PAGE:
Explore the Raw and Complex Work of Cathrin Hoffmann

Through a layered multimedia creative process, German artist Cathrin Hoffmann took the time to explain the origin behind her otherworldly creations. She delved into her past as a creator, whose comfort zone lies originally in graphic design. Despite having started “late” in the art world race, Hoffmann has continually made an impression on the viewer. She passes us through her universe of imperfection and graphic distortion to converse about beauty and other emotional cues. As spectators, we are placed in an entirely contrived universe of hot pink figures that through their bodily confidence will convey sentiments of love, beauty, sexuality and humanity, in infinitely layered variations. Read below to learn more about the artist, her upbringing, and her recent path as a professional artist. 

That Spread Fast, 2020, Oil on Canvas, Courtesy of the Artist

Tell us a little bit about yourself. Where are you from and how did art first come into your life?

I’m originally from a small town in Northern Germany. I grew up in a family that wasn’t very artistic upfront, but my mom and dad did have a shared passion for performance. Even before I was born, they would put plays together, making the costumes and stage design, and my mother taught belly dancing on the side. So there was definitely creative energy in the home, but it was always a sort of hobby to everyday life. 

I Agree With Your Look of Horrified Realization, 2020, Oil on Canvas, Courtesy of the Artist

Has your work always taken on the style it currently embodies? 

A lot of people have told me that through the characters I produce they feel a sense of the uncanny. The distorted and somehow fractured characters, I’ve always been drawn to that. Even as a child, I remember making up my own characters, and they were always the weird ones in the bunch. And I’ve always been drawn to figurative subjects, personalities, faces, or expressions. 

Is It Not A Voluntary Concern?, 2020, Oil on Canvas, Courtesy of the Artist

What is your process like? How do you begin a work? 

Now that I’m more comfortable with painting and holding the pen, I do drawings to start on my work. But I can’t say that’s how I started in the past. I wasn’t able to touch the paper and pencil until recently. And now I’m getting in the habit of using both, depending on my needs, and whichever works better. 

No,That’s Not The First Part Of A Magic Trick, 2020, Oil on Canvas, Courtesy of the Artist

From where do you draw inspiration? 

That’s a tough one because I wouldn’t declare inspiration, it’s more about the things that awake something in me. I feel I absorb these real life moments, and it continues moving, I carry it around, and from that comes the artwork.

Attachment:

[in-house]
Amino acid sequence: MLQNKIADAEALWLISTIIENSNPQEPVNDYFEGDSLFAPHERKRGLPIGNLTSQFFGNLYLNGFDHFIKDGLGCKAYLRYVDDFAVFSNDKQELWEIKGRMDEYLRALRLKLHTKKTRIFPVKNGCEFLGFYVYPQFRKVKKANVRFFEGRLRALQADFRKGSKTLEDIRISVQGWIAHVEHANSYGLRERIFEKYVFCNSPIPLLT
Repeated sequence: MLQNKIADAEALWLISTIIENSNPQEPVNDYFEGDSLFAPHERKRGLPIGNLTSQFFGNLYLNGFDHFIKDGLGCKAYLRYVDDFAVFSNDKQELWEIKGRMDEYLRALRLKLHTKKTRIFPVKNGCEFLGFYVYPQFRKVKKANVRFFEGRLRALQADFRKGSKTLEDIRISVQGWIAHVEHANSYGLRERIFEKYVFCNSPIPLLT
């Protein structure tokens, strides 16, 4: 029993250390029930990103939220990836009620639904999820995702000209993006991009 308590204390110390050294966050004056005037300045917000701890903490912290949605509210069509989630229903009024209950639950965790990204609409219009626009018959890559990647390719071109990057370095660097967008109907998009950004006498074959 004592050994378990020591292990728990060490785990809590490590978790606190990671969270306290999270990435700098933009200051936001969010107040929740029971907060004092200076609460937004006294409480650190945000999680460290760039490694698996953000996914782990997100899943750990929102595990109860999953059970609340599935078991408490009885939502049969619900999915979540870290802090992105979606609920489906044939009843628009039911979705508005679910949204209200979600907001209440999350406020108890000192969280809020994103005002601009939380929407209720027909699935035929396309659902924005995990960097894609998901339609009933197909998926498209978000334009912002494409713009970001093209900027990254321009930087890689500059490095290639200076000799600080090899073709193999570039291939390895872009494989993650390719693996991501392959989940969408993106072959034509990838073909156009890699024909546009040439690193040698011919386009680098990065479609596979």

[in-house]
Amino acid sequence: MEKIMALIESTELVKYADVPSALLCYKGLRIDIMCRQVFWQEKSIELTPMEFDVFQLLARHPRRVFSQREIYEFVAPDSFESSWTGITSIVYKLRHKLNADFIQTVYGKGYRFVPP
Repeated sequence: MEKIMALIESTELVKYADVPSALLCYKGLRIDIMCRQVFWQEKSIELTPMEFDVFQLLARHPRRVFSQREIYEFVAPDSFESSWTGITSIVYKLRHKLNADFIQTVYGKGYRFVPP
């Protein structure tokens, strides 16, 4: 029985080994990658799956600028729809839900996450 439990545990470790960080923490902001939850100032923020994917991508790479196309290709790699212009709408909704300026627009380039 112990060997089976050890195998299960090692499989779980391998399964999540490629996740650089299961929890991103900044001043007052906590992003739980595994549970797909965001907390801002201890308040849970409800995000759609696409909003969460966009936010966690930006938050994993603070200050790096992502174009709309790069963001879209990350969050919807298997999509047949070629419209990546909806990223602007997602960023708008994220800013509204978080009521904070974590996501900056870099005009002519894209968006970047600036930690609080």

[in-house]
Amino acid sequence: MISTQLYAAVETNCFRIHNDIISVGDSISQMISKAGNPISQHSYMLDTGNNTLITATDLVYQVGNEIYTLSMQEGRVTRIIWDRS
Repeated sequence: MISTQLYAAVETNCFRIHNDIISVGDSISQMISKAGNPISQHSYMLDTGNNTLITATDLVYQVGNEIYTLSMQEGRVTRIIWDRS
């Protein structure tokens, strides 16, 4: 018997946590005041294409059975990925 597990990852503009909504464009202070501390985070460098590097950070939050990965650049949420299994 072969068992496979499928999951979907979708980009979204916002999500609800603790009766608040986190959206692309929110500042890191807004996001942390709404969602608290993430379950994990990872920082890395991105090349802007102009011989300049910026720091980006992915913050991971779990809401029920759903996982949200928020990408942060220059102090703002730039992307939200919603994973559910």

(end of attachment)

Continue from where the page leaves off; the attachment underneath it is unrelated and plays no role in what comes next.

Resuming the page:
Walk us through a day in the studio. 

Although I really like to work at night, I had to find a way to get myself a proper sleep schedule, because I started losing connection with my surroundings. I try to come to the studio in the morning, and I have a shared studio with another artist, and I’m here until late evening. 

Installation View, It Still Smells of Nothing, 2020, Courtesy of the Artist and PUBLIC Gallery

Your work takes on multiple forms of medium. Do you have a favorite? 

Since I just started doing sculptures, I wanted to spend more and more time doing so. Although I’m always doing both, because sculptures come from the paintings, sculpture is definitely something I want to dive more in my upcoming work. 

But I feel that I’m very drawn to whatever I haven’t experimented with yet. I look forward to doing movies and film, also working with music, but for now I want to explore sculpting more. 

Installation View, It Still Smells of Nothing, 2020, Courtesy of the Artist and PUBLIC Gallery

What larger questions do you think your work asks? 

What really helps me is speaking with others about my work. Many of my friends observe my work with me and ask me what my purpose is behind these uncanny figures. The answer is that I really don’t see the characters as uncanny. What I want is to make viewers stop, and give them a break from the typical. I believe since those are the components that attract me to certain things. I don’t think the subjects are uncanny. They’re definitely dramatic, but not uncanny.  I see it’s easier for the viewer to be hit on the second level, if they feel like regressing in the first level. So once you’ve removed rationality from the rational viewer, it becomes much easier to converse through their emotion. 

This is Not Surreal!, 2020, Oil on Canvas, Courtesy of the Artist

Does your work reference any Art Historical movements or figures? 

I was always fascinated by Egon Schiele, Francis Bacon,  and of course Louise Bourgeois. The homage I did in my London show was referred to a soft sculpture by Dorothea Tanning. So I feel those references were obviously influential in my work. I remember as a child seeing a painting in a book by Francis Bacon I believe it was. And I just felt completely moved by it. And I feel it’s since been a feeling I look to convey in someone that experiences my work.

Blue Skull With At Least A Cherry, 2020, Acrylic on Hard Reinforced Foam, Apple Stalk, and Iron, Courtesy of the Artist

What’s next for you? 

In terms of my work, I want to learn more about different crafts, especially veered towards my sculptures. As for upcoming shows,  

Tanja Wagner in March, 2021

The Art Rotterdam with Amsterdam gallery Marian Cramer which I have mentioned is of course postponed to June, 2021. 

The group show with Berlin gallery König will open in March, 2021.

A group show with London gallery Carl Kostyal will take place in April in their new space “The Hospitalet” in Stockholm during Art Week 

At the end of each interview we like to ask the artist to recommend a friend whose work you love and would like for us to interview next. Who would you suggest?  

Hunter Potter, a dear friend and colleague